Budeaux, or Budock, St.

BUDEAUX, or BUDOCK, ST., a parish, in the union of Plympton St. Mary, hundred of Roborough, Roborough and S. divisions of Devon, 4½ miles (N. W. by N.) from Plymouth; containing 790 inhabitants. This place, which is beautifully situated on an eminence rising from the river Tamar, from which it is distant about three-quarters of a mile, was, during the parliamentary war, the scene of a conflict between the royalists under Sir Richard Grenville, and the forces of the garrison of Plymouth, then in the possession of the parliamentarians. The royalists, who had strongly fortified the church of St. Budock, as their chief station while besieging the garrison, were driven into it by a sally of the besieged, under Colonel Martin, the governor; and Major Stuckley, with several officers and about 100 men were made prisoners. The parish comprises by computation 2500 acres, of which 120 are in the county of Cornwall: there are some quarries of slate, and of stone of inferior quality. The river is navigable for vessels of small burthen from Saltash-ferry, about a mile distant, to the Weirhead, at certain times of the tide. A fair is held on the 29th of May. The living is a perpetual curacy, in the patronage of the Vicar of St. Andrew's, Plymouth: the tithes have been commuted for £350; the income of the curacy is about £113. The church, which was rebuilt in 1563, is a neat structure in the later English style. There are places of worship for Wesleyans; and a school has an endowment of about £86 per annum, arising from land.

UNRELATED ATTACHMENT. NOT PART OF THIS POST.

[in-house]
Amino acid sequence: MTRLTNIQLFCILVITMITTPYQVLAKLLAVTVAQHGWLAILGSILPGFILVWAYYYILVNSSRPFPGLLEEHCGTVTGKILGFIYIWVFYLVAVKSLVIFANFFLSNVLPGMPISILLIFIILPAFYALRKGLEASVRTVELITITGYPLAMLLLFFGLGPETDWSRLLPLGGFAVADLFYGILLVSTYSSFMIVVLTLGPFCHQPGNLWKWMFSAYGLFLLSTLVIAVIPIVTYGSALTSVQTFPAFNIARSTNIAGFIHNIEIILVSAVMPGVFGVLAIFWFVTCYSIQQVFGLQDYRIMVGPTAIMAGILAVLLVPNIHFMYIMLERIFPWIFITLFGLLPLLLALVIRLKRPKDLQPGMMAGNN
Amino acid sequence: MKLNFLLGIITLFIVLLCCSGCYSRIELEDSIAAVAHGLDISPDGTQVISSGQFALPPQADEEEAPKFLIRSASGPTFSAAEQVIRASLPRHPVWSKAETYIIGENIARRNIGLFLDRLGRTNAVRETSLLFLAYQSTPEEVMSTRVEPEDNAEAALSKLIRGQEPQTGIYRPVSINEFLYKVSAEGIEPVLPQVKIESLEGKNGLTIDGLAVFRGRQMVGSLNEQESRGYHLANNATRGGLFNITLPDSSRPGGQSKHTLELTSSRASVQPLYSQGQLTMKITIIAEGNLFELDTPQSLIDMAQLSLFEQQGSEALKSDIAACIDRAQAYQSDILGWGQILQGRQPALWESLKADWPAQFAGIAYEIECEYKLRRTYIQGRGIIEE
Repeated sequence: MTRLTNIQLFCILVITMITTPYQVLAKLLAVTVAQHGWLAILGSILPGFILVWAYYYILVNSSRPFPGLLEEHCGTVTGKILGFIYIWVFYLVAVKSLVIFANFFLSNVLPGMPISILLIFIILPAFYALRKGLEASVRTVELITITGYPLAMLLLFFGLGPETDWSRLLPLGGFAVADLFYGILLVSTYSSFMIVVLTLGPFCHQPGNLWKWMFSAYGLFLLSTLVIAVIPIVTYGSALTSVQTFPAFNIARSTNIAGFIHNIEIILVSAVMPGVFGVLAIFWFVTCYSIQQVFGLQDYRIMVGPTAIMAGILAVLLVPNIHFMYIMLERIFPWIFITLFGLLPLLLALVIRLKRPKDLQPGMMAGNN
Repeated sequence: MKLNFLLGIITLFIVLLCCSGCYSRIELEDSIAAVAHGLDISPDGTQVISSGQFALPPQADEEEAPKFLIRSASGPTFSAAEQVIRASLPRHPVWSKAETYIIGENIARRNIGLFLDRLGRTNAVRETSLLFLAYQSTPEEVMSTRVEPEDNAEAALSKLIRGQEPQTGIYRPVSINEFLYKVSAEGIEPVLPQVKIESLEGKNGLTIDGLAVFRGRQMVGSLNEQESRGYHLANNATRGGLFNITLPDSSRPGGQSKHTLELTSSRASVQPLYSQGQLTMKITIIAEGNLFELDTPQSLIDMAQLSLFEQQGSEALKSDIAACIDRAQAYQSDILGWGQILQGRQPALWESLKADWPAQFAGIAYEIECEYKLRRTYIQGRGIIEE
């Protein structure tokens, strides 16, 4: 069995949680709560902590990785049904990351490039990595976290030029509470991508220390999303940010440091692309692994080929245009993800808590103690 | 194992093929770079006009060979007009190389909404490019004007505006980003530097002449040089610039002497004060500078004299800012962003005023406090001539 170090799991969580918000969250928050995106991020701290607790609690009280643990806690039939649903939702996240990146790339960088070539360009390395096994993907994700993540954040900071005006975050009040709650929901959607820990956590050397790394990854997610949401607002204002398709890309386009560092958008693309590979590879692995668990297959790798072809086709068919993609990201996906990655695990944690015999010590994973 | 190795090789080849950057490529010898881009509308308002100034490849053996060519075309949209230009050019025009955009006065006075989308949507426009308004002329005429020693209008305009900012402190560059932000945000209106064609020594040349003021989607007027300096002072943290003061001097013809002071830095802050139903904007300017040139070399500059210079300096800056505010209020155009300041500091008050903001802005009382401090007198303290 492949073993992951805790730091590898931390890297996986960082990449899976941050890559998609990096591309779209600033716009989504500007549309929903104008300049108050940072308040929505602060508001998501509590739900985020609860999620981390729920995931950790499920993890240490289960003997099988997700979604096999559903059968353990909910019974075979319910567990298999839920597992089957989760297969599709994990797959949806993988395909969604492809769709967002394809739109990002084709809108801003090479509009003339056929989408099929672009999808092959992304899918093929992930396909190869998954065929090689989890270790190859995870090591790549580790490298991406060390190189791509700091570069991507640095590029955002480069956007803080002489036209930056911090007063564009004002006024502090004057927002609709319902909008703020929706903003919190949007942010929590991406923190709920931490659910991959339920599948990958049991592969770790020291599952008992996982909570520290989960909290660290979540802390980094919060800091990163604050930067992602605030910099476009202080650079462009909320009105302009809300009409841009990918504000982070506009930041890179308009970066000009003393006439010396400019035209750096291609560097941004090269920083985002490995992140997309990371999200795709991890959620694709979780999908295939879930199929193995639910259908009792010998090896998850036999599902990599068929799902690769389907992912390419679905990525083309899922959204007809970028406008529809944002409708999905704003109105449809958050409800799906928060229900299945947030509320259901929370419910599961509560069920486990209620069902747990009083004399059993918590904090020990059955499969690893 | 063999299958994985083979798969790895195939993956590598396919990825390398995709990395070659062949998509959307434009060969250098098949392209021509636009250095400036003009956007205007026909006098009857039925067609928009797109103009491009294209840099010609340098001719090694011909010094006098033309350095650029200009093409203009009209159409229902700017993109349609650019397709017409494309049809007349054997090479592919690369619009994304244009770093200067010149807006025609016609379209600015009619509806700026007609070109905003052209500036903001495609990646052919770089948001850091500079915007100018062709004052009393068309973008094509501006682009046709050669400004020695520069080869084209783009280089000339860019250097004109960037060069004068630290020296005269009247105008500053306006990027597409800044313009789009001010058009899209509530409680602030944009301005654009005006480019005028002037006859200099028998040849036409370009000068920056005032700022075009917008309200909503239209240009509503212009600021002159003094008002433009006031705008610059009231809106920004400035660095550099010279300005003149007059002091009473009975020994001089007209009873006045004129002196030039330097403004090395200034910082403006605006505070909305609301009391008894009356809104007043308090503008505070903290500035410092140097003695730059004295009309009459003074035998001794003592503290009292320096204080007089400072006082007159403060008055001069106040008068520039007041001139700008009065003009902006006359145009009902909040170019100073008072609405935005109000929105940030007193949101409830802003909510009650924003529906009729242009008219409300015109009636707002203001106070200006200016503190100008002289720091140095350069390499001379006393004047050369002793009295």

Transcribed from A Topographical Dictionary of England, by Samuel Lewis, 7th edition, published in 1848.

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